Chilled, bonked, and cramping. As I left the aid station to complete the second half of the Elephant Rock ride on Sunday, I couldn’t hold back a semi-delirious chuckle at myself. I was laughing at the irony that I so carefully packed my mobile phone in a water-proof baggie and set up my ride-tracking app, yet I must have left my brain at home.

Sunday was a beautiful Colorado day and I planned for the 62 mile loop of Elephant Rock to be a perfect warm up for next week’s Ride The Rockies. I’ve done many bike events in my life, so I arrived at the start line full of confidence and excitement. After all, I teach group riding clinics so I should know what I am doing. I had just started the course when it started going wrong.

I read recently that success is a terrible teacher and that we only really learn from mistakes. I am sharing my mistakes in hope that you don’t make the same ones and have a great Ride The Rockies experience.

Where's the draft?

Where’s the draft?

LESSON #1 Don’t believe a Colorado forecast. It is always wrong.
I did a good job packing my gear at home, but made a poor decision at the start. The forecast was for a hot day, almost in the 90s with no chance of rain, so I left my arm-warmers and jacket behind. Once out of the protection of town, the winds picked up and pushed the cool morning air into a shiver-inducing headwind. On Ride The Rockies, I will carry the clothes to be ready for whatever the mountains throw at us.

LESSON #2 Aid Stations are your friends, but rely on yourself.
I started the day with two water bottles and one energy bar, figuring that the well-stocked aid stations would carry me through the day. Of course my selective memory kicked in, allowing me to forget that some foods and energy drinks don’t agree with my stomach on long rides. Normally I carry food that works for me and flavored electrolyte tablets that make any well-water taste good. The headwinds increased my time between aid stations so I was out of drink and starving when I arrived at the aid station.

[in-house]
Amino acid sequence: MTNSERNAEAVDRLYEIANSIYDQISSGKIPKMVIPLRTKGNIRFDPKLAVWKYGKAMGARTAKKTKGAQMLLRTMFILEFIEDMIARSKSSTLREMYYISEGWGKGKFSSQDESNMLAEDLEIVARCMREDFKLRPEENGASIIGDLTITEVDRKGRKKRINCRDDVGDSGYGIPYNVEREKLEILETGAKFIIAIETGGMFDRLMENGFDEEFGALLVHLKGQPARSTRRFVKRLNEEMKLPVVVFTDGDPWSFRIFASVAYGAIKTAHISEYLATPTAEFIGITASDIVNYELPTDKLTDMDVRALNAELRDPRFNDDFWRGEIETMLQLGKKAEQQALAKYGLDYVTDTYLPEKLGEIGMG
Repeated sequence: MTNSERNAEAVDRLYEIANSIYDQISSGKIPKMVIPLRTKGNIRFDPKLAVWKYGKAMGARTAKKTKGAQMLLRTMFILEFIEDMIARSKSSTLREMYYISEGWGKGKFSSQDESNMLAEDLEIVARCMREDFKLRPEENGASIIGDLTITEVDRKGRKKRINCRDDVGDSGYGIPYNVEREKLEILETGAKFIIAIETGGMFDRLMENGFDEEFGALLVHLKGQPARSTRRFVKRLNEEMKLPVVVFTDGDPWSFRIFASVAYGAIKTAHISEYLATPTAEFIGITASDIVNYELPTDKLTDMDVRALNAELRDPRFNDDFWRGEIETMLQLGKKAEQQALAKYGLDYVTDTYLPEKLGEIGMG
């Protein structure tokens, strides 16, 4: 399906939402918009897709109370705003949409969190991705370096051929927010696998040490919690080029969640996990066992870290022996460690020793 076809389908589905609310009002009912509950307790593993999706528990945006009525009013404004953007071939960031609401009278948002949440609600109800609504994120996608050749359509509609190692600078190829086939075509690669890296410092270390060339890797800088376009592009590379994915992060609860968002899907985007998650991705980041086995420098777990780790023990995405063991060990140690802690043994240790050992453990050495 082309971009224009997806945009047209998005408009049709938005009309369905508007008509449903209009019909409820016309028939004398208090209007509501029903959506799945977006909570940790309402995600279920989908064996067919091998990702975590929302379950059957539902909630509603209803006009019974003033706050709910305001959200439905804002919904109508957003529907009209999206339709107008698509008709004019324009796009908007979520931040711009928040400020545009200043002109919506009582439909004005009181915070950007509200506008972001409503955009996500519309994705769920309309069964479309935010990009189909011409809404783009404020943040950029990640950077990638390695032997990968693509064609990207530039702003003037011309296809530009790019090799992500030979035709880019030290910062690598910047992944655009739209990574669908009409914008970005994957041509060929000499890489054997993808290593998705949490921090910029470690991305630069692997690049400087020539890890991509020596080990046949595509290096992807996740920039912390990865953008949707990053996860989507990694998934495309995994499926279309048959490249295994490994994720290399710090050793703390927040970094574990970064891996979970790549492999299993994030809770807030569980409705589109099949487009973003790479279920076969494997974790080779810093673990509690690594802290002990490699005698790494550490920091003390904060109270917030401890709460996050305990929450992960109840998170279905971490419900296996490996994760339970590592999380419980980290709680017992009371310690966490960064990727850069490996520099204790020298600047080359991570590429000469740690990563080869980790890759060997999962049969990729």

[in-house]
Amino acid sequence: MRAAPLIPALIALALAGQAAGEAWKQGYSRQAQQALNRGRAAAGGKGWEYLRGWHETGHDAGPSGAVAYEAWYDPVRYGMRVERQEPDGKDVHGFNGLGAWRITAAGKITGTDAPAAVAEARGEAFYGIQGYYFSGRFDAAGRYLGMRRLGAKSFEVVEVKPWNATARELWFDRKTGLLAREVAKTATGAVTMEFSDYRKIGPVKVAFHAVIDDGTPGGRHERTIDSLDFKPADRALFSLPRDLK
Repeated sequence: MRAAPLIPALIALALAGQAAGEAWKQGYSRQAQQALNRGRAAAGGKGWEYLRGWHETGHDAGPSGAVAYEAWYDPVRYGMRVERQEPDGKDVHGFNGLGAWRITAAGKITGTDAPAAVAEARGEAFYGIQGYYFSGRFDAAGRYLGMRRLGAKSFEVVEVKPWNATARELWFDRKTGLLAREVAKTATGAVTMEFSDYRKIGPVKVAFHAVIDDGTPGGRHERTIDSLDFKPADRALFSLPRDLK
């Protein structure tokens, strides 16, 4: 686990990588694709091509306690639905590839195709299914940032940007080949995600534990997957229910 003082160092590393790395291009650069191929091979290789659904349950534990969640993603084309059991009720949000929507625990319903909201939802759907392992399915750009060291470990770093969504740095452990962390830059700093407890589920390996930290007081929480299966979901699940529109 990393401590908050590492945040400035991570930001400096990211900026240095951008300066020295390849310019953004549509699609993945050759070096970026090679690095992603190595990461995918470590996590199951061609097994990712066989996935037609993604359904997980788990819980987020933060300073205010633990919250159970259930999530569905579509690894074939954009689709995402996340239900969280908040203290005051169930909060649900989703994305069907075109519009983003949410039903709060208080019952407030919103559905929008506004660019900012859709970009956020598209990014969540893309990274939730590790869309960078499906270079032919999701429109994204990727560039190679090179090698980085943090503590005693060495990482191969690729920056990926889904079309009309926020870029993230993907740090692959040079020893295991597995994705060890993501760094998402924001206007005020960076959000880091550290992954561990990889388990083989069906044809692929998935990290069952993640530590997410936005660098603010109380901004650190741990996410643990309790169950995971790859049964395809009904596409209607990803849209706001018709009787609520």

LESSON #3 Save culinary adventures for after the ride (or don’t pig-out on aid-station foods you have never tried while riding).
I like to cook and try new foods. That adventuresome trait came roaring out as I pulled into the second aid station with an empty stomach and bonk-induced tunnel vision. I bee-lined for the food and treated it like an all-you-can-eat smorgasbord. Everything tasted good as I did my best Homer Simpson buffet line impersonation. Who knew green grapes went so well with bananas dunked in tangerine and cappuccino energy gel?

LESSON #4 Accept mistakes and still enjoy the ride.
Departing the aid station, I remounted my steed and brushed some cookie crumbs from my jersey. Finally there was a tailwind, and my fuel tank was full. I hit the first little climb and stood on my pedals feeling like Pro Challenge racer. As I crested the hill, stomach cramps ensued. My body was screaming at me to reduce my effort. No matter how hard I tried to maintain speed, my body wouldn’t listen.

So I throttled back, and that’s when my laughter began. For all my teaching on fun and safe bicycling, I had ignored my own advice. Now I had to relax and just do only what my body could do. The cramps eventually subsided. I coasted through the finish line with a better awareness of using my mind to listen to my body.

I am glad that it happened now so that I can remember to pack my brain and make sure my Ride The Rockies week is as good as I tell people it will be.